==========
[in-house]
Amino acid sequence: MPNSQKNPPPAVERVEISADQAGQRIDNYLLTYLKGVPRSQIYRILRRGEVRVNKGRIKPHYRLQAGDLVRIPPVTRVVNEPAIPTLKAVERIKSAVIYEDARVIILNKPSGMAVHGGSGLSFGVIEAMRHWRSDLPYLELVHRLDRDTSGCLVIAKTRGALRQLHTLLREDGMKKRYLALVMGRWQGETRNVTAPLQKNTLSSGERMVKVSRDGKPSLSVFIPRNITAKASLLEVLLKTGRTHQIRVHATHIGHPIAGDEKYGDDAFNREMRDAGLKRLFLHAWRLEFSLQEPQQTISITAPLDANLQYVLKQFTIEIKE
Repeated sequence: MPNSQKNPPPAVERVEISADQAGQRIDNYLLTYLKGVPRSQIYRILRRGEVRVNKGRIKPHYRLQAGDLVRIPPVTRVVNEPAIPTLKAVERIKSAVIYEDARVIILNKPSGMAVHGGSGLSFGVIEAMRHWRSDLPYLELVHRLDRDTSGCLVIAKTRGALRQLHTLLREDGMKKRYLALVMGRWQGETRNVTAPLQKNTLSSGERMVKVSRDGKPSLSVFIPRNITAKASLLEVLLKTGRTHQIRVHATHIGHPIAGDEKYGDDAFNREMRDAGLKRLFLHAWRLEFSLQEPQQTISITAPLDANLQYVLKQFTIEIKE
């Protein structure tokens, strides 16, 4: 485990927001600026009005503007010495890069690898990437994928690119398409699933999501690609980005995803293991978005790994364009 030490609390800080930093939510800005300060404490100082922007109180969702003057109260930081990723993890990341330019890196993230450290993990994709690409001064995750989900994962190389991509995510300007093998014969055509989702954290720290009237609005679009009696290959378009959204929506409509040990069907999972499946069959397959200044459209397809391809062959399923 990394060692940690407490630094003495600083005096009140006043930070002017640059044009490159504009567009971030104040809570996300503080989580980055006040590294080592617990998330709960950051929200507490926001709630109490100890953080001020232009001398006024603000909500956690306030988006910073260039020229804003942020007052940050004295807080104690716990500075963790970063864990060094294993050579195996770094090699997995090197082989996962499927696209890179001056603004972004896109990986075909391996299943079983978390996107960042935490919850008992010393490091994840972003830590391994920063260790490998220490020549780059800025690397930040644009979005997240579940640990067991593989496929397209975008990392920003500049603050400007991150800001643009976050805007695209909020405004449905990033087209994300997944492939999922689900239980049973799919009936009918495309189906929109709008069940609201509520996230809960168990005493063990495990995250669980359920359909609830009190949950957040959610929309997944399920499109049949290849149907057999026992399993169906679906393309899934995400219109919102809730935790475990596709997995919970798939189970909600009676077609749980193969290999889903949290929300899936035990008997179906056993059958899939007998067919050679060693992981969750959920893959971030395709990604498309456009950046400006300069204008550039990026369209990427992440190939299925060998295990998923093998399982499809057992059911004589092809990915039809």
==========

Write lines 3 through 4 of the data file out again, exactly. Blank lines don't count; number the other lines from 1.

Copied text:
Repeated sequence: MPNSQKNPPPAVERVEISADQAGQRIDNYLLTYLKGVPRSQIYRILRRGEVRVNKGRIKPHYRLQAGDLVRIPPVTRVVNEPAIPTLKAVERIKSAVIYEDARVIILNKPSGMAVHGGSGLSFGVIEAMRHWRSDLPYLELVHRLDRDTSGCLVIAKTRGALRQLHTLLREDGMKKRYLALVMGRWQGETRNVTAPLQKNTLSSGERMVKVSRDGKPSLSVFIPRNITAKASLLEVLLKTGRTHQIRVHATHIGHPIAGDEKYGDDAFNREMRDAGLKRLFLHAWRLEFSLQEPQQTISITAPLDANLQYVLKQFTIEIKE
């Protein structure tokens, strides 16, 4: 485990927001600026009005503007010495890069690898990437994928690119398409699933999501690609980005995803293991978005790994364009 030490609390800080930093939510800005300060404490100082922007109180969702003057109260930081990723993890990341330019890196993230450290993990994709690409001064995750989900994962190389991509995510300007093998014969055509989702954290720290009237609005679009009696290959378009959204929506409509040990069907999972499946069959397959200044459209397809391809062959399923 990394060692940690407490630094003495600083005096009140006043930070002017640059044009490159504009567009971030104040809570996300503080989580980055006040590294080592617990998330709960950051929200507490926001709630109490100890953080001020232009001398006024603000909500956690306030988006910073260039020229804003942020007052940050004295807080104690716990500075963790970063864990060094294993050579195996770094090699997995090197082989996962499927696209890179001056603004972004896109990986075909391996299943079983978390996107960042935490919850008992010393490091994840972003830590391994920063260790490998220490020549780059800025690397930040644009979005997240579940640990067991593989496929397209975008990392920003500049603050400007991150800001643009976050805007695209909020405004449905990033087209994300997944492939999922689900239980049973799919009936009918495309189906929109709008069940609201509520996230809960168990005493063990495990995250669980359920359909609830009190949950957040959610929309997944399920499109049949290849149907057999026992399993169906679906393309899934995400219109919102809730935790475990596709997995919970798939189970909600009676077609749980193969290999889903949290929300899936035990008997179906056993059958899939007998067919050679060693992981969750959920893959971030395709990604498309456009950046400006300069204008550039990026369209990427992440190939299925060998295990998923093998399982499809057992059911004589092809990915039809």